Many homeowners’ associations have strict requirements concerning the aesthetic appearance of buildings on the estate. These include fences and other smaller additions that are not always considered by the homeowner to be building projects in terms of the rules, the Memorandum of Association (MOA) or the Memorandum of Incorporation (MOI). The owners then fail to submit plans and/or drawings for formal approval by the trustees or directors of the association.

Some homeowners knowingly attempt to avoid the prescribed formal process and merely invite a trustee or director for an informal discussion, explaining with waving arms the envisaged building project, be it a fence or a pergola. The nod of approval by the trustee is then held by the homeowner to be “approval” of the planned project.

The courts have ruled as follows with regard to the “consent” granted by a trustee at an informal meeting with the homeowner, where the MOA or MOI of the homeowners’ association clearly dictates a procedure for approval of any building or improvement:

  1. In order for a trustee or director to sign off a plan in his official capacity, a trustee must properly inform himself of the issues which affect the complex as a whole and not simply have regard to his or her inter-personal relationship with the homeowner. In order to be properly informed, a trustee must ordinarily make a decision in committee with the benefit of debate. His decision must consciously have regard to the MOA or the MOI, whichever case it may be, and the long-term interests of the members. Failure by the trustee to do so will imply that the trustee has not applied his mind to all the relevant issues. It may be possible to impute acceptance by a person both in his individual and official capacity.
  1. The nature of the relationship established between homeowners under a MOA or MOI to which each subscribes, constitutes an agreement in terms of which each homeowner submits contractually to the decisions of a body of elected trustees to whom they have conferred the right and power to make binding decisions on matters that affect their relationship inter se, or which generally affect the estate.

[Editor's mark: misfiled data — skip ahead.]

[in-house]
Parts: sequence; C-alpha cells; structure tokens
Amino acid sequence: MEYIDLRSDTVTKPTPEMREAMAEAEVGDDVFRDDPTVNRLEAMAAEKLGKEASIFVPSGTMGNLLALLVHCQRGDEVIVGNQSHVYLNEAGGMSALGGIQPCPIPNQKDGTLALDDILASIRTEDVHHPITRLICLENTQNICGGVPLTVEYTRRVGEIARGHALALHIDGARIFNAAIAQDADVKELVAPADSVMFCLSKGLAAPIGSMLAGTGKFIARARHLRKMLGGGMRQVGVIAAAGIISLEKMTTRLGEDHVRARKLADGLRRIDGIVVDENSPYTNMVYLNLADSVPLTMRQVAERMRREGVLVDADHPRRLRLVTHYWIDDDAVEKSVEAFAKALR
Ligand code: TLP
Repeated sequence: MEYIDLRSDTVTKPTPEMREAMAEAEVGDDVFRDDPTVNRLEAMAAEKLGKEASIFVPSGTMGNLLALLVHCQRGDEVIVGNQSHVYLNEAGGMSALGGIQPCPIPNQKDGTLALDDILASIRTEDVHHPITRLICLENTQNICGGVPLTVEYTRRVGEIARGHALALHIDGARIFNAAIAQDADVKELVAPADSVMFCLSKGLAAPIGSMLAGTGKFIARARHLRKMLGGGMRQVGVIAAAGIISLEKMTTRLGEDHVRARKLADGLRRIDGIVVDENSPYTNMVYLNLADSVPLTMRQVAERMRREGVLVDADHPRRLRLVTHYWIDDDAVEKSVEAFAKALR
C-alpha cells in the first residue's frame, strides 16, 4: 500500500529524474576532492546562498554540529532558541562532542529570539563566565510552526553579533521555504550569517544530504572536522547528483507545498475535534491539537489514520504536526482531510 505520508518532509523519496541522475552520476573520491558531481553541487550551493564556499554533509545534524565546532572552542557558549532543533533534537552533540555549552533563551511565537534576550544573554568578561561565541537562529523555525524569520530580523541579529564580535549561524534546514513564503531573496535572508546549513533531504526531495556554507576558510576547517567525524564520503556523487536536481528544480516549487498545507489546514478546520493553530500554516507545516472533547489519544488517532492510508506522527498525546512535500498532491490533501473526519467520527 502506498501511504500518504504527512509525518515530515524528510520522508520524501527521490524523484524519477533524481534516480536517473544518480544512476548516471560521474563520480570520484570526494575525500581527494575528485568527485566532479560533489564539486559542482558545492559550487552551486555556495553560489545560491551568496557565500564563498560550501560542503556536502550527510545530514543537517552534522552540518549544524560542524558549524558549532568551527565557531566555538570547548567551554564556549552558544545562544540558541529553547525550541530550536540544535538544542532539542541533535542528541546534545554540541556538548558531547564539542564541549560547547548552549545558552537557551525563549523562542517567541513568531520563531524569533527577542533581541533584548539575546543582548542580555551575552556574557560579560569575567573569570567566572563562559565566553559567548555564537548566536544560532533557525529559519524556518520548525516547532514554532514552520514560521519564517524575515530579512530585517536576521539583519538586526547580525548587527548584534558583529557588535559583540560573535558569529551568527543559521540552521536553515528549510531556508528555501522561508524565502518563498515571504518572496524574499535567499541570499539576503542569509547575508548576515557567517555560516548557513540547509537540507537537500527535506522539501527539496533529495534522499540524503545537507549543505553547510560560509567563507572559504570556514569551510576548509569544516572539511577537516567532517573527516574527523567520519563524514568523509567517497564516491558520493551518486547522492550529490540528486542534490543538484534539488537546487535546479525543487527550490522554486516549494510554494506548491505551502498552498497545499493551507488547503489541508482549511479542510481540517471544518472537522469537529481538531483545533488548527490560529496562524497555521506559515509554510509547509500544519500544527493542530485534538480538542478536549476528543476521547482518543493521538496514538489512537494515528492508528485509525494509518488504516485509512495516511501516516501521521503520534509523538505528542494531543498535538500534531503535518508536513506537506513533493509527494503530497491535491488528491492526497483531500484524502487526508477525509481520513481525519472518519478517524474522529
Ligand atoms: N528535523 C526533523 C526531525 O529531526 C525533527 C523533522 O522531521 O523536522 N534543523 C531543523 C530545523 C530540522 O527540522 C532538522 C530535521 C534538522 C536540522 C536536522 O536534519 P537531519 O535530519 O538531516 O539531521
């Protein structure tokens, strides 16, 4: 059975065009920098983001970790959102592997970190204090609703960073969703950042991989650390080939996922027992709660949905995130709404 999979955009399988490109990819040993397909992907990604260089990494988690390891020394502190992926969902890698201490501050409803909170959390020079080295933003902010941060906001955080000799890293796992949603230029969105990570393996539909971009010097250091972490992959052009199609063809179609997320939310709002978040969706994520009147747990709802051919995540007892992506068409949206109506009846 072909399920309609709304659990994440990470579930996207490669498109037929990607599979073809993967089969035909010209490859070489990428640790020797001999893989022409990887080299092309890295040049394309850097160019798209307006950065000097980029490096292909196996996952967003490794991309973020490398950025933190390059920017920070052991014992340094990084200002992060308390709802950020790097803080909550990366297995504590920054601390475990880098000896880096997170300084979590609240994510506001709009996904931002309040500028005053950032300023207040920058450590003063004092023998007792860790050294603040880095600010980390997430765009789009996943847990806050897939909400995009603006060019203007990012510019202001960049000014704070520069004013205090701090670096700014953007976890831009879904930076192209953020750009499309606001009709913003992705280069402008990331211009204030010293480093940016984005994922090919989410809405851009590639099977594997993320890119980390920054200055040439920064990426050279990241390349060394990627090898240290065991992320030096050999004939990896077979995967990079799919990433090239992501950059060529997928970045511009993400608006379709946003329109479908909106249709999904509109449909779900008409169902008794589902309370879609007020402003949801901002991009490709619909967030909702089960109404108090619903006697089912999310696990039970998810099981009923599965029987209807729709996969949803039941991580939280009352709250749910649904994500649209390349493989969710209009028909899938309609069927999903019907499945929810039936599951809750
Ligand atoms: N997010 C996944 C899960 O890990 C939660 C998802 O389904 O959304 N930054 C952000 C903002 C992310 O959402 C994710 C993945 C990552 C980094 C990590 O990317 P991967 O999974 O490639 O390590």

1. It is further important to take note of whether written consent has been granted by the trustee, as such an action by the trustee would be an additional consideration to establish whether a formal decision will be deemed to have been made.

See specifically Hoosen & Others NNO v Deedat 1999 (4) SA 425 (SCA) and Khyber Rock Estate East Home Owners Association v 09 of Erf 823 Woodmead Ext 13 CC, a judgement by his honourable acting justice Spilg in the Witwatersrand Local Division in case number 7689/2006.

An informal discussion regarding the building plans of the homeowner can thus not be deemed as a formal decision made by the trustees of the homeowners’ association, if the homeowner failed to follow the prescribed procedure.

In the event that a homeowner indeed deems the informal consent as a “decision” made by the trustees of the homeowners’ association, the courts will not interfere with the decision made by a homeowners’ body save under recognised grounds of judicial review as applied to a voluntary association whose members have bound themselves to its rules, which include the conferring of decision-making functions on an elected body of trustees. (Turner v Jockey Club of South Africa 1974 (3) SA, SA Medical & Dental Council v McLoughlin 1948 (2) SA 355 (AD) and Marlin v Durban Turf Club & Others 1942 AD 112).

Trustees and directors should therefore take care when having informal discussions with homeowners and insist on the due process, in terms of the rules, the MOA or the MOI, to be followed to the letter. Rather avoid commenting or voicing an opinion except at the appropriate forum – the formal meeting of the trustees or directors where the item is noted on the agenda in compliance with the association’s prescribed formal requirements.